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Repudiating the National Debt | by Murray N. Rothbard

Before the Reagan era, conservatives were clear about how they felt about deficits and the public debt: a balanced budget was good, and deficits and the public debt were bad, piled up by free-spending Keynesians and socialists, who absurdly proclaimed that there was nothing wrong or onerous about the public debt. Since Reagan, however, intellectual-political life has gone topsy-turvy. Conservatives and allegedly “free-market” economists have turned handsprings trying to find new reasons why “deficits don’t matter,” why we should all relax and enjoy the process. Originally published in 1992. Narrated by Harold Fritsche. Music by Kevin MacLeod.

Full text of “Repudiating the National Debt” available online:

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Murray N. Rothbard (1926-1995) was America’s greatest radical libertarian author — writing authoritatively about ethics, philosophy, economics, American history, and the history of ideas. He presented the most fundamental challenge to the legitimacy of government, and he refined thinking about the self-ownership and non-coercion principles.

Links to more online writings by Murray Rothbard:

Man, Economy, and State: A Treatise on Economics
Audio version:

For a New Liberty: The Libertarian Manifesto
Audio version:

The Ethics of Liberty
Audio version:

Economic Thought Before Adam Smith: An Austrian Perspective on the History of Economic Thought, Vol. I
Audio version:

Classical Economics: An Austrian Perspective on the History of Economic Thought, Vol. II
Audio version:

The Case Against the Fed
Audio version:

What Has Government Done to Our Money?
Audio version:

A History of Money and Banking in the United States
Audio version:

The Progressive Era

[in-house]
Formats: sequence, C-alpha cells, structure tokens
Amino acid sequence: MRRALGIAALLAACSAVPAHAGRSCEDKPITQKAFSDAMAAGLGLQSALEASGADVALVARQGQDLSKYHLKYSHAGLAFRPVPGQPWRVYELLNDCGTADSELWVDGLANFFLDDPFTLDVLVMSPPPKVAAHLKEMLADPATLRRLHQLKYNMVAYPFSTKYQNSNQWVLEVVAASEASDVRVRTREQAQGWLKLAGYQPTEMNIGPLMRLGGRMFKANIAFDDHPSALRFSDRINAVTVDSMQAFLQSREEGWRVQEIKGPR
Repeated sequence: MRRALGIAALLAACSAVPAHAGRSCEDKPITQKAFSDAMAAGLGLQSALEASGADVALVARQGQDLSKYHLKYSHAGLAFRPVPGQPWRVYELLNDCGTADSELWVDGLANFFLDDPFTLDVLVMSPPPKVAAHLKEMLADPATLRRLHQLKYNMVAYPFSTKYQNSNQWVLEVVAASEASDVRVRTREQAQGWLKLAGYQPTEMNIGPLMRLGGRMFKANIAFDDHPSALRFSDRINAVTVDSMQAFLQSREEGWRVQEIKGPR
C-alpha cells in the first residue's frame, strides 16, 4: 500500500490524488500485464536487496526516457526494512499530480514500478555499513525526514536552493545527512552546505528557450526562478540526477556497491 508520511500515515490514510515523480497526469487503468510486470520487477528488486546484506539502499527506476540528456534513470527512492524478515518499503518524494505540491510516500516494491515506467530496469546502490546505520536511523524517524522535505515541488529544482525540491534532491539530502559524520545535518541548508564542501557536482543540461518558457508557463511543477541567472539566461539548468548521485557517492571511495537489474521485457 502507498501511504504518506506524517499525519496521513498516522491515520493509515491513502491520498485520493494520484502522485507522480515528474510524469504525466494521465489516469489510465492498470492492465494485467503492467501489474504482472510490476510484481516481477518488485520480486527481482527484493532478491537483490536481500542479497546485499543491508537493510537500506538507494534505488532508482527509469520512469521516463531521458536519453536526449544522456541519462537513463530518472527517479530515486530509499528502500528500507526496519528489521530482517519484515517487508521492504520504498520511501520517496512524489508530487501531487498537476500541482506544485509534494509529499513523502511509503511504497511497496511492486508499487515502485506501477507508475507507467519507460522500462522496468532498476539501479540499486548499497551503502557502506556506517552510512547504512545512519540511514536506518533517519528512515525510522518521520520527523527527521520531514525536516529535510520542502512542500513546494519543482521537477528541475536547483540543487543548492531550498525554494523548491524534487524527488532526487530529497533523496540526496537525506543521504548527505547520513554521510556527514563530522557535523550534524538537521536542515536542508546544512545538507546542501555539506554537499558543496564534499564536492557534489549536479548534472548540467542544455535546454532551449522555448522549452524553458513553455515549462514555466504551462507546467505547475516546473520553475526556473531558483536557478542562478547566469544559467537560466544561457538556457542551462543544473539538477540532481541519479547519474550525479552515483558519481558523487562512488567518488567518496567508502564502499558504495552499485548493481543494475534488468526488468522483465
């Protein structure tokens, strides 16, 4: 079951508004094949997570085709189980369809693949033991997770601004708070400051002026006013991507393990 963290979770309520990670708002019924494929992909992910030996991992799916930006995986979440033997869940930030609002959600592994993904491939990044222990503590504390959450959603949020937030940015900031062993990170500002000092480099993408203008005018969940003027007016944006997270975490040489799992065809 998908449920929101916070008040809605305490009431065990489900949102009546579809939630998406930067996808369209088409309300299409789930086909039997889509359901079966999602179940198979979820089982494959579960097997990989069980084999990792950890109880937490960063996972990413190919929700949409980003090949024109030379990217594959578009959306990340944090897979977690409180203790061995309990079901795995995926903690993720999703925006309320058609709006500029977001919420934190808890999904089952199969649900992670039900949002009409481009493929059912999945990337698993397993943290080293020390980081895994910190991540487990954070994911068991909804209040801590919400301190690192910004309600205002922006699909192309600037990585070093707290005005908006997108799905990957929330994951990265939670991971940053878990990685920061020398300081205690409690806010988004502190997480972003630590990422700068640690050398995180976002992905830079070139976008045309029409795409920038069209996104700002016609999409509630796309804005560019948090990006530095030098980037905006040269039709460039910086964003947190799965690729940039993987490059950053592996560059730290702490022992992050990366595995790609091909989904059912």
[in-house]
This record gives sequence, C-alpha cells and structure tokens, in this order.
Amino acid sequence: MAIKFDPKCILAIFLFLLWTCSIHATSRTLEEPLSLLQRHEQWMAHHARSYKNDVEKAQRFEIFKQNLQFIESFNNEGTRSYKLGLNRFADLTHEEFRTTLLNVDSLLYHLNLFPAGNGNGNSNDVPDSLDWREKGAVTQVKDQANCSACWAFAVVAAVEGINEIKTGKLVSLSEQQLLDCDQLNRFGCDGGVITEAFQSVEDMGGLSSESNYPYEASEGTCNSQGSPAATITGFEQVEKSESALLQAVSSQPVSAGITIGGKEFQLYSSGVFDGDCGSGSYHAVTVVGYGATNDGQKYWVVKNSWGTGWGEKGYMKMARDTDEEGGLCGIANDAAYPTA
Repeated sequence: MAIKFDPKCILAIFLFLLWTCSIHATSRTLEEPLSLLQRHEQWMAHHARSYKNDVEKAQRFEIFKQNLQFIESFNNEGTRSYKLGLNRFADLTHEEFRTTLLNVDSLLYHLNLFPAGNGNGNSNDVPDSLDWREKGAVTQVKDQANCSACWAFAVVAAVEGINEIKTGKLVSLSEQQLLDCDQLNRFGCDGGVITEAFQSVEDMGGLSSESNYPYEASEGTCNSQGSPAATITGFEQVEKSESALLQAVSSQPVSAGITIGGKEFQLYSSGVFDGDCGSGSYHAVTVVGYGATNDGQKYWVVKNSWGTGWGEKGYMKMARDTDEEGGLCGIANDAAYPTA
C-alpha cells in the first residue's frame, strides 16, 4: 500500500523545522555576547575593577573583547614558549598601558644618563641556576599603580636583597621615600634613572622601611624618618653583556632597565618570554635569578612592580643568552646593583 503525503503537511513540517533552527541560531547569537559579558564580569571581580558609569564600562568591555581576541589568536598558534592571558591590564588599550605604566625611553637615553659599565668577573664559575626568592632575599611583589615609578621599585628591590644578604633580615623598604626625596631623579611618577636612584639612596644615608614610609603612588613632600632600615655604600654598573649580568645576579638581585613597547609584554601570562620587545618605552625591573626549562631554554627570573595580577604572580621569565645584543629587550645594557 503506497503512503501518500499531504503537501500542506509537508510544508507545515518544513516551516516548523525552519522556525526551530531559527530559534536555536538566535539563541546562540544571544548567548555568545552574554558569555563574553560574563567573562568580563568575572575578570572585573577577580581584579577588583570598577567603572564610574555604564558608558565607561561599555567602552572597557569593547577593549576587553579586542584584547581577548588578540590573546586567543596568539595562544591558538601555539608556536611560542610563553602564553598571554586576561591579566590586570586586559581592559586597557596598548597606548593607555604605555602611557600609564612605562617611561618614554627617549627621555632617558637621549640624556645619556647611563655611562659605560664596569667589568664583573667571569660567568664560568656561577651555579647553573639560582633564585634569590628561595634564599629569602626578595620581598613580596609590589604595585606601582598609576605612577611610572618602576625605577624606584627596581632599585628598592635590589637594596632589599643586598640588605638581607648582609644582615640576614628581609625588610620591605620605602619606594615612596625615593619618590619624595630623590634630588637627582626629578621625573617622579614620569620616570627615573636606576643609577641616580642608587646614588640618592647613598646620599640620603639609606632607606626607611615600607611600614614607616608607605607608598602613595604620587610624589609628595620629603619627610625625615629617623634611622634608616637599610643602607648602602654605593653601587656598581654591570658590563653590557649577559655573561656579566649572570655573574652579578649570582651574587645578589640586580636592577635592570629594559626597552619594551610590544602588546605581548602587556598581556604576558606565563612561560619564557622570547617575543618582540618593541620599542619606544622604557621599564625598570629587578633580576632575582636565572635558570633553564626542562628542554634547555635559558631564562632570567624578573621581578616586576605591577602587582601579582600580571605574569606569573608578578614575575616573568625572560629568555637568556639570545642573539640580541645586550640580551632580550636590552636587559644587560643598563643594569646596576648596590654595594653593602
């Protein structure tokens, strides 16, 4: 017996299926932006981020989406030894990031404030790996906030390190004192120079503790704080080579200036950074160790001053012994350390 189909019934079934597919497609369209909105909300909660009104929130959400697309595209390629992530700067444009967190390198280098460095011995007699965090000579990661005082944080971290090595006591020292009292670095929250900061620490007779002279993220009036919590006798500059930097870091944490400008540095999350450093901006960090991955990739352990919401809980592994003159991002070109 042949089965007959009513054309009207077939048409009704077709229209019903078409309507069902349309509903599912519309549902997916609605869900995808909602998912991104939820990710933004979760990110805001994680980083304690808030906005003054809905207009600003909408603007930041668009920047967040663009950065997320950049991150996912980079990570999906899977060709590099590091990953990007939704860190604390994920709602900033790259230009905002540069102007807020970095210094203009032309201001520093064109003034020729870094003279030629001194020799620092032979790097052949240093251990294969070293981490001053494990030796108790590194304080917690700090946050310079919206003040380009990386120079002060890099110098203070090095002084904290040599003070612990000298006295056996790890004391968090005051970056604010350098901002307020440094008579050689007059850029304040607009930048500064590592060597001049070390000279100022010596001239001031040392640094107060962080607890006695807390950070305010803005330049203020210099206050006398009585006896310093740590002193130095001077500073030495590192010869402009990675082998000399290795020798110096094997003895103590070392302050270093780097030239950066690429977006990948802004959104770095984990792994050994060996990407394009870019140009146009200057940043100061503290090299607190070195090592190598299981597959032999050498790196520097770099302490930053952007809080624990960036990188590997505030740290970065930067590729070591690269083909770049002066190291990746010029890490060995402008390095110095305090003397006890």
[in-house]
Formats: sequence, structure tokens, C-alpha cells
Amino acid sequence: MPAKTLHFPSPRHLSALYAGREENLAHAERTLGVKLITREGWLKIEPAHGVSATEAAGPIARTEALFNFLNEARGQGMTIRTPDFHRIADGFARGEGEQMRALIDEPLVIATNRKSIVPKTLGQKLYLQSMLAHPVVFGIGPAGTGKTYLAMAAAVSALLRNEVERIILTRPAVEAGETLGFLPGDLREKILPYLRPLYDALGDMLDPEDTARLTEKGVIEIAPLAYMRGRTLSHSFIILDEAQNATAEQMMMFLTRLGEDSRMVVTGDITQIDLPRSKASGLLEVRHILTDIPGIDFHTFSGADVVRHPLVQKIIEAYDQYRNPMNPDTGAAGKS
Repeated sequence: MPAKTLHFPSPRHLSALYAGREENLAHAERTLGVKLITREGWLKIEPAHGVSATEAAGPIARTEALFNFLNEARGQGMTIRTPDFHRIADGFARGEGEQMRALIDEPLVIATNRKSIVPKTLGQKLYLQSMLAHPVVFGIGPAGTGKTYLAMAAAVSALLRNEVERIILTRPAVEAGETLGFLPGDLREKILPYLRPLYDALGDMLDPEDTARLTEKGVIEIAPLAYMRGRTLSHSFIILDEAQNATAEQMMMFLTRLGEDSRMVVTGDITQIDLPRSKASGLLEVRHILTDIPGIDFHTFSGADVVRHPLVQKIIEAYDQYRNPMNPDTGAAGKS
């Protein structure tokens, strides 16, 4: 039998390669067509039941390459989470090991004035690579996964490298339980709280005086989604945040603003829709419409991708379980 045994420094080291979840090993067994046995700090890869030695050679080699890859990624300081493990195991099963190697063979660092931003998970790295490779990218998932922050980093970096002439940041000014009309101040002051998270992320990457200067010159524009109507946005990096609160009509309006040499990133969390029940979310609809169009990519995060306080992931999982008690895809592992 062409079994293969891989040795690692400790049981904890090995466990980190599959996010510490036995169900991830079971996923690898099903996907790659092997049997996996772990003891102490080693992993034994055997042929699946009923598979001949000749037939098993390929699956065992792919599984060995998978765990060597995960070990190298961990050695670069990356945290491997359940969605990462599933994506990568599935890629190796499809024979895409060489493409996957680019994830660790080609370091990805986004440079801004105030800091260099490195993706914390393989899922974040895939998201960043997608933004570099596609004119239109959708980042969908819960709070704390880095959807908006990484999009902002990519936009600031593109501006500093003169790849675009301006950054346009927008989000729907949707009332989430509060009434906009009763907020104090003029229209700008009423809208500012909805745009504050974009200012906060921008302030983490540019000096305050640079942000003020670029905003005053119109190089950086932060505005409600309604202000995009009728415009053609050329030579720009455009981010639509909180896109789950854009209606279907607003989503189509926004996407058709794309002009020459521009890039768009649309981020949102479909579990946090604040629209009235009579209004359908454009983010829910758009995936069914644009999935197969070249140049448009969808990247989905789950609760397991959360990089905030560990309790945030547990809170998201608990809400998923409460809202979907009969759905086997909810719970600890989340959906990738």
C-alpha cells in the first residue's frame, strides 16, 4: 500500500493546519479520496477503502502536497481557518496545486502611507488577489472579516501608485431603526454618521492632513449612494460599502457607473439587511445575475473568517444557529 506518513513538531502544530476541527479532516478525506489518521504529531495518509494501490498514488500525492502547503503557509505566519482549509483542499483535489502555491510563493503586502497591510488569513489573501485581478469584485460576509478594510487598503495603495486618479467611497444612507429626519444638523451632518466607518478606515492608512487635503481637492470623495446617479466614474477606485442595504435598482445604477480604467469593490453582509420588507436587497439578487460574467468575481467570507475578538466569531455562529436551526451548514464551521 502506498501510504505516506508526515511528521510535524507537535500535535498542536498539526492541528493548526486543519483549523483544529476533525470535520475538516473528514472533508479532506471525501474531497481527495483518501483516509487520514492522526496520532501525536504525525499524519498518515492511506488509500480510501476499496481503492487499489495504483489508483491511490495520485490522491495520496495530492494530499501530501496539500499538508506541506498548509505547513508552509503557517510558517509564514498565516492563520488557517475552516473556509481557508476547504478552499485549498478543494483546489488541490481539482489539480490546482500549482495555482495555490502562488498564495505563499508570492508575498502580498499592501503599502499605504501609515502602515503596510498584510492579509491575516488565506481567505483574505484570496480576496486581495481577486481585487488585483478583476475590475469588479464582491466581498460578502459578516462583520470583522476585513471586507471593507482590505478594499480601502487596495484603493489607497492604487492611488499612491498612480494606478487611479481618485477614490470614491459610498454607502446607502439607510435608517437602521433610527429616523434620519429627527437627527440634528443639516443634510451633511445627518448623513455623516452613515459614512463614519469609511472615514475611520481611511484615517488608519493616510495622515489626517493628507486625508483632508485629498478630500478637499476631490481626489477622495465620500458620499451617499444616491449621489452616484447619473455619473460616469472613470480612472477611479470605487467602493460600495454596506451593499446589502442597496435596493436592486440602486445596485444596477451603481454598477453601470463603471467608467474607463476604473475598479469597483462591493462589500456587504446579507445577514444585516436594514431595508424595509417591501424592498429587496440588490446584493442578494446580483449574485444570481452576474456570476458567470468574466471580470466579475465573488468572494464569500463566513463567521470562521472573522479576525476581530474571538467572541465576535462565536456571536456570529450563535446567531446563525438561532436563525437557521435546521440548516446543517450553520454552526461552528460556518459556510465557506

Audio version:

The Betrayal of the American Right
Audio version:

Conceived in Liberty, Vol. 1: A New Land, A New People: The American Colonies in the Seventeenth Century
Audio version:

Conceived in Liberty, Vol. 2: “Salutary Neglect”: The American Colonies in the First Half of the Eighteenth Century
Audio version:

Conceived in Liberty, Vol. 3: Advance to Revolution, 1760-1775
Audio version:

Conceived in Liberty, Vol. 4: The Revolutionary War, 1775-1784
Audio version:

Conceived in Liberty, Vol. 5: The New Republic: 1784–1791
Audio version:

Ludwig von Mises: Scholar, Creator, Hero

Anatomy of the State

Economic Depressions: Their Cause and Cure

Education: Free and Compulsory

Science, Technology, and Government

Ten Great Economic Myths

The Economics of War

Left, Right, and the Prospects for Liberty

Kingdom Come: The Politics of the Millennium

Egalitarianism as a Revolt Against Nature

Murray N. Rothbard vs. The Philosophers

America’s Great Depression

Wall Street, Banks, and American Foreign Policy

World War I as Fulfillment: Power and the Intellectuals

Related online resources:

Murray Rothbard: Mises’s True Heir

Man, Economy, and Liberty: Essays in Honor of Murray N. Rothbard

Rothbard’s Legacy

Rothbard Vindicated

Murray N. Rothbard: Mr. Libertarian

Meeting Murray Rothbard On the Road to Libertarianism

The Unstoppable Rothbard

The Political Importance of Rothbard

Penthouse Interviews Murray Rothbard

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Murray N. Rothbard
Murray Rothbard was born March 2, 1926, the son of David and Rae Rothbard. He was a brilliant student even as a young child; and his academic record at Columbia University, where he majored in mathematics and economics, was stellar. In the Columbia economics department, Rothbard did not receive any instruction in Austrian economics, and Mises was no more than a name to him. In a course on price theory given by George Stigler, however, he encountered arguments against such then popular measures as price and rent control. These arguments greatly appealed to him; and he wrote to the publisher of a pamphlet that Stigler and Milton Friedman had written on rent control.
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